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Unicompartmental knee replacement – Current perspectives

Published:December 01, 2017DOI:https://doi.org/10.1016/j.jcot.2017.11.013

      Abstract

      Unicompartmental knee replacement (UKR) is an effective treatment for end-stage, symptomatic unicompartmental osteoarthritis of the knee. However, certain aspects of the procedure are still debated. These areas of discussion include patient selection criteria, implant design and the discrepancy in survival rates between national registries and independent case series. These may contribute in limiting the more widespread acceptance of unicompartmental knee replacement.
      The aim of this paper is to review the up-to-date evidence on UKR and discuss the most relevant controversies regarding this procedure.

      Keywords

      1. Introduction

      Unicompartmental knee replacement (UKR) is an effective treatment for end-stage, symptomatic osteoarthritis (OA) of the knee that is limited to a single compartment. Despite growing evidence in its favour, many surgeons still consider UKR as a niche option for a limited number of patients. It has been estimated that worldwide only 10% of orthopaedic surgeons perform unicompartmental knee replacements. This number is surprisingly low considering the potential efficacy and safety of a minimally invasive procedure that could be offered to a larger proportion of patients requiring knee replacement surgery. The indications for UKR play an important role in generating these controversies, alongside the discrepancy in clinical results reported in National Joint Registries and case series from high volume centres.
      The aim of this paper is to review the up-to-date evidence on medial UKR and discuss the most relevant controversies concerning this procedure.

      2. Historical overview

      McKeever and MacIntosh first proposed the theory of UKR in the 1950s, with the introduction of a metallic component that was used to replace the tibial surface.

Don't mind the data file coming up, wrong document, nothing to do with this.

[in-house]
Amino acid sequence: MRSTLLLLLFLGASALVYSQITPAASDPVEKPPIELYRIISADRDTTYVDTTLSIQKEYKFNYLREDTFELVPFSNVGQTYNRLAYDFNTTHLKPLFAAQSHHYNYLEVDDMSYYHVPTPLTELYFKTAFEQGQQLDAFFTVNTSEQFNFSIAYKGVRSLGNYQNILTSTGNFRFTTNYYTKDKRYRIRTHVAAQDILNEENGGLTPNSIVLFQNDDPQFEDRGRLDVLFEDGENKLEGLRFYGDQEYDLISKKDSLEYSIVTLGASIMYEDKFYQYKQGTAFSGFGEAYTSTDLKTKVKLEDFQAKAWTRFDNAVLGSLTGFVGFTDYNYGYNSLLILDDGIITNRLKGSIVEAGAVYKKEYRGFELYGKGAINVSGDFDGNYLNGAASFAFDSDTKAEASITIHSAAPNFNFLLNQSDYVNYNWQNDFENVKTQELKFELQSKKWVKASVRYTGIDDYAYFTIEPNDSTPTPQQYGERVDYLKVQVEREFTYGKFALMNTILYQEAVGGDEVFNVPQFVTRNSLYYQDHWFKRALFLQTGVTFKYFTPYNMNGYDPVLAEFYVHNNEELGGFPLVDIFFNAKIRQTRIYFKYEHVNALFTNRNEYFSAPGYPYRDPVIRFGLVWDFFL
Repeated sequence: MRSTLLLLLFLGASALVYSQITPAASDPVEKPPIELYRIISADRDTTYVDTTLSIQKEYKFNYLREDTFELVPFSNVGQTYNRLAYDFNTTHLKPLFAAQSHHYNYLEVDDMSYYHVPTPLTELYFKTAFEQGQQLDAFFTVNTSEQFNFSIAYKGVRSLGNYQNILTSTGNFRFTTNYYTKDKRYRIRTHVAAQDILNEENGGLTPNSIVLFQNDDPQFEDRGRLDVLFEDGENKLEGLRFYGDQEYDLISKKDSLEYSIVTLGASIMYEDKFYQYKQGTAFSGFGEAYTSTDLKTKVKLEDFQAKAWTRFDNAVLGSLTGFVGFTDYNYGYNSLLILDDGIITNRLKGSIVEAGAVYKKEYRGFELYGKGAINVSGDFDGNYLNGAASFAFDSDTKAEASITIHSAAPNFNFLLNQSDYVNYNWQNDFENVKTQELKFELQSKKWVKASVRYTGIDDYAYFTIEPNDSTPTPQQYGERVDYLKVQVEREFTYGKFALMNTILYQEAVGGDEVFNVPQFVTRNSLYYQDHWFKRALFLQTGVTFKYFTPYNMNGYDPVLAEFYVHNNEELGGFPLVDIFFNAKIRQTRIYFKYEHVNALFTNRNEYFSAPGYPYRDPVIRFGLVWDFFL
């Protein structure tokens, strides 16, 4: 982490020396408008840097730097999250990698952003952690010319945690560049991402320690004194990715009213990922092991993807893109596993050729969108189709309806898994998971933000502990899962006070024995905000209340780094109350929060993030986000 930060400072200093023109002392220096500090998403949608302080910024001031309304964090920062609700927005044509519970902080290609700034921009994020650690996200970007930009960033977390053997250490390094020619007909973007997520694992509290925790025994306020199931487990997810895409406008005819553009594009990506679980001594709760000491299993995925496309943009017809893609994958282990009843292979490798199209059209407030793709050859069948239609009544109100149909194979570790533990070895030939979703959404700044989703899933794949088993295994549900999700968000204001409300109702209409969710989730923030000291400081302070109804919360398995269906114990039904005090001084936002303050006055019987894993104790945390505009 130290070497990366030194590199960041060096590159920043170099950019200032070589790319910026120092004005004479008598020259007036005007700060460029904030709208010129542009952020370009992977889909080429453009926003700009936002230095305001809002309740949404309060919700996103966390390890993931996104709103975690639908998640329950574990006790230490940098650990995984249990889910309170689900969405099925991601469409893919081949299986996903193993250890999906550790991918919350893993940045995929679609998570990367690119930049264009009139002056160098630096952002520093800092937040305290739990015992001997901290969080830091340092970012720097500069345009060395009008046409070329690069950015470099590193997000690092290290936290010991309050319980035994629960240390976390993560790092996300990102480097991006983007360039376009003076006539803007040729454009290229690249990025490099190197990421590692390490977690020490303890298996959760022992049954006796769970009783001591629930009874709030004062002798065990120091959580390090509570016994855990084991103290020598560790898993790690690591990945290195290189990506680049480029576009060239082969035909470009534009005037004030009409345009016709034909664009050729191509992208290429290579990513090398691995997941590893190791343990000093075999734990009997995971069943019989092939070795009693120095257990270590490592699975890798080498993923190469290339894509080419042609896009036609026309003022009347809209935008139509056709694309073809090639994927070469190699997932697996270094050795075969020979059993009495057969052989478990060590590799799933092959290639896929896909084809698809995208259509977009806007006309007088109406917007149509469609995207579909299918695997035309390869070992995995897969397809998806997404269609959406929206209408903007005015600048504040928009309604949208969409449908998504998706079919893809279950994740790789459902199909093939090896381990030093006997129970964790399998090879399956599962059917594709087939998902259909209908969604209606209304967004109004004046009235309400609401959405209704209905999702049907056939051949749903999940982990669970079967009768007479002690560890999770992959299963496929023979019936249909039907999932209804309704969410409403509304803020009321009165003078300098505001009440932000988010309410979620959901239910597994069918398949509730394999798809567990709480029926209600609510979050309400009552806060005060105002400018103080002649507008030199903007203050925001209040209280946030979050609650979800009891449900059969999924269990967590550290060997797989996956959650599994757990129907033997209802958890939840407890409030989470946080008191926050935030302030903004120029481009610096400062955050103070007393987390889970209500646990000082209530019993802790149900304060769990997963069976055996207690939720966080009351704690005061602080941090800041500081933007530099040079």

• MacIntosh D.L.
      • Hunter G.A.
      The use of the hemiarthroplasty prosthesis for advanced osteoarthritis and rheumatoid arthritis of the knee.
      The results of these procedures were unsatisfactory, with a high incidence of complications and poor functional results.
      The first modern unicompartmental designs, the “St. Georg” and the “Marmor Knee”, were introduced in 1969 and 1972, respectively.
      • Marmor L.
      The modular knee.
      Both presented a polyradial metallic femoral component and a flat tibial component made of polyethylene. Initially, the results were controversial. Wear and polyethylene deformation were the biggest problems, which led to the introduction of metal-backed tibial component.
      • Palmer S.H.
      • Morrison P.J.
      • Ross A.C.
      Early catastrophic tibial component wear after unicompartmental knee arthroplasty.
      In the 1970s and 1980s, the understanding of OA as a pathology of the entire joint and the rising interest in total knee replacement led to a fervent development of these implants. In contrast, UKRs had limited innovation, such that some implants still in use remain almost unchanged.
      • Goodfellow J.
      • OC J.
      • Dodd C.A.F.
      • Murray D.W.
      Unicompartmental Arthroplasty with the Oxford Knee.
      In the late 1980s, Goodfellow, Tibrewal et al. believed that some of the disappointments in previous attempts at UKR had arisen from inadequacies in prosthetic design, poor patient selection, and surgical techniques.
      • Goodfellow J.W.
      • Tibrewal S.B.
      • Sherman K.P.
      • O'Connor J.J.
      Unicompartmental oxford meniscal knee arthroplasty.
      The authors discussed the theoretical requirements of a successful UKR and presented their preliminary results using the Oxford meniscal components in a unicompartmental mode in 25 knees. It is worth noting that in 1976 Goodfellow & O’Connor had initially proposed the use of a meniscal bearing design of knee prosthesis and implanted these for bicompartmental tibiofemoral arthroplasty from 1978. Over the years, many of these issues have been addressed with refinements in prosthetic designs and UKR is widely accepted as a valid procedure in the treatment of unicompartmental osteoarthritis of the knee (Fig. 1, Fig. 2).
      Fig. 1
      Fig. 1Preoperative weight-bearing radiographs showing bone-on-bone AMOA. The presence of osteophytes in the lateral compartment is not a contraindication for UKR using the Oxford criteria.
      Fig. 2
      Fig. 2Immediate post-operative radiographs showing a mobile-bearing UKR. The joint line in re-established with full thickness cartilage in the lateral compartment.

      3. Results of unicompartmental versus total knee replacement

      Several studies have confirmed the excellent clinical outcome and survival of unicompartmental knee replacement (fixed or mobile bearing implants), with a reported ten-year survival greater than 90%.
      • Mohammad H.R.
      • Strickland L.
      • Hamilton T.W.
      • Murray D.W.
      Long-term outcomes of over 8,000 medial oxford phase 3 unicompartmental knees-a systematic review.
      • Parratte S.
      • Ollivier M.